Interest in nutrigenomics – the scientific study of the interaction between nutrition and our genes - has increased significantly in the last 10 years or so and has become an important consideration for healthcare practitioners. It’s a vast, fascinating and complex area, with new research and insights continuing to breakthrough at accelerated pace. Some genes are more in the spotlight than others, and this is certainly true of COMT – widely regarded as a particularly important and impactful gene, especially when it comes to stress and female hormones.

In this article we take a closer look at the COMT gene, and more specifically, shine a spotlight on how variants may potentially impact the way oestrogen is processed in the body. A must read for anyone interested in female hormonal health.

What is COMT?
The COMT gene codes for an enzyme called catechol-O-methyltransferase. This enzyme is involved in the metabolism of catecholamines (dopamine, adrenaline and noradrenaline), catechol oestrogens and some flavonoids too, such as catechins found in green tea. As the ‘methyltransferase’ part of the enzyme name suggests, this metabolic step involves methylation.

COMT & Oestrogen
When oestrogens have been used they must be transformed so they can be safely eliminated. One particularly important step in this process involves the catechol-O-methyltransferase enzyme (COMT). COMT catalyses the methylation of catechol oestrogens (2-OHE2, 4-OHE2, 2-OHE1, and 4-OHE1) to methoxy oestrogens. In simplified terms this means that a methyl group is added, which then helps oestrogens to be safely eliminated through urine and bile. As you can see, the COMT enzyme is an essential part of this process. If oestrogens are not effectively metabolised and made safe via this pathway, there is an increased risk of harmful free radicals called 3, 4 semi quinones being formed instead, which can cause DNA damage. The saviour at this point in the process is the master antioxidant glutathione which can help to remove these harmful 3, 4 semi quinone compounds before they cause damage.

COMT Variants
COMT gene variants or polymorphisms are relatively common, and have the potential to impact how the enzyme works. The normal or ‘wild type’ is associated with relatively fast COMT enzyme activity and an increased ability to metabolise catechols (catecholamines, catechol oestrogens & catechol flavonoids). However, there are COMT gene variations which are associated with slower enzyme activity and a lowered ability to metabolise catechols. Interestingly, a compound found in berries called ellagic acid has been found to stimulate activity of the COMT enzyme. It is important to note that relatively ‘fast’ or ‘slow’ COMT activity is not necessarily ‘good’ or ‘bad’ – the potential impact for any individual is entirely dependent on the context, including factors such as how much substrate (e.g. oestrogens) is present in the first place.

Oestrogen balance
The balance of oestrogens in the body is an important consideration for female (and male) health. For some, oestrogen levels may be elevated relative to progesterone and this is becoming increasingly common, in part due to the high levels of environmental oestrogens we are exposed to in our everyday lives. Add a ‘slow’ COMT into this picture and you can quickly see how there may be increased potential for production of harmful compounds that can damage DNA.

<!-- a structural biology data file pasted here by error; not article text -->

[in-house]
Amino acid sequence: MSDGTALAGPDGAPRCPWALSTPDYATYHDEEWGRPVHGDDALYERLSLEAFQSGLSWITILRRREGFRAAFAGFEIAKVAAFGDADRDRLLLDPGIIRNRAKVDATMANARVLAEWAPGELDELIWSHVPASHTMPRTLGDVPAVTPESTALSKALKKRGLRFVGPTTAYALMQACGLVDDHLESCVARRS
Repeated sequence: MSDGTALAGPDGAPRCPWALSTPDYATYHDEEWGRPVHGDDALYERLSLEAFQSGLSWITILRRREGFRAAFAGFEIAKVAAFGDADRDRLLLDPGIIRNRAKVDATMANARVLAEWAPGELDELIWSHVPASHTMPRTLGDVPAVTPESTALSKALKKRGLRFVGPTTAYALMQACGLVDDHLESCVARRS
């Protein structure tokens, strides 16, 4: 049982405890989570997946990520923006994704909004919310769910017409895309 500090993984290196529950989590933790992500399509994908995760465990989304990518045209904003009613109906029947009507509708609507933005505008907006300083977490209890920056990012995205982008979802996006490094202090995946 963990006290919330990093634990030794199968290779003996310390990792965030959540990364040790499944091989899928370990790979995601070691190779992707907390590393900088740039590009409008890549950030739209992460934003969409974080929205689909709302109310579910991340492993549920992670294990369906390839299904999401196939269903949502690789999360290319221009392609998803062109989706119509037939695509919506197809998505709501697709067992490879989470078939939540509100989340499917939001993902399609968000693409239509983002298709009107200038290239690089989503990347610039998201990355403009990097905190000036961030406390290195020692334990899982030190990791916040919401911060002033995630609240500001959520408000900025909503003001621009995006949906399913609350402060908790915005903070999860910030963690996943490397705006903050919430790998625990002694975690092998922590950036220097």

The COMT enzyme also metabolises stress hormones adrenaline and noradrenaline. When stress levels are high, and especially when stress is chronic, you can see how this pathway may be under further pressure, even before you consider whether you have a ‘fast’ or ‘slow’ COMT. Yet another reason why chronic stress is so important to work on for anyone struggling with female hormone imbalances. Magnesium is an important co-factor for the COMT enzyme; no wonder then that this mineral can be helpful for supporting both female hormone balance and a balanced stress response.

Key diet and lifestyle factors to consider for COMT:
• Environmental oestrogens
• Chronic stress
• Methylation
• Magnesium
• Ellagic acid (berries)
• Glutathione

So what can you do?
Knowledge is power. Understanding where the COMT enzyme fits within the bigger picture of female hormonal health and how genetic variants have the potential to impact its function is vital as a first step. Genetic testing can help to evaluate whether there is a tendency towards ‘fast’ or ‘slow’ COMT. And functional urine testing can give an accurate picture of how oestrogen is being processed at that point in time. It’s then important to widen the lens, look at the bigger picture and consider this in the context of each individual. There is no one size fits all approach, and diet and lifestyle recommendations will be unique to each individual depending on their current picture. That’s the beauty of a functional medicine approach. When you take a step back to look at how all systems are interconnected, rather than focusing on just one factor in isolation – it enables a truly personalised approach.

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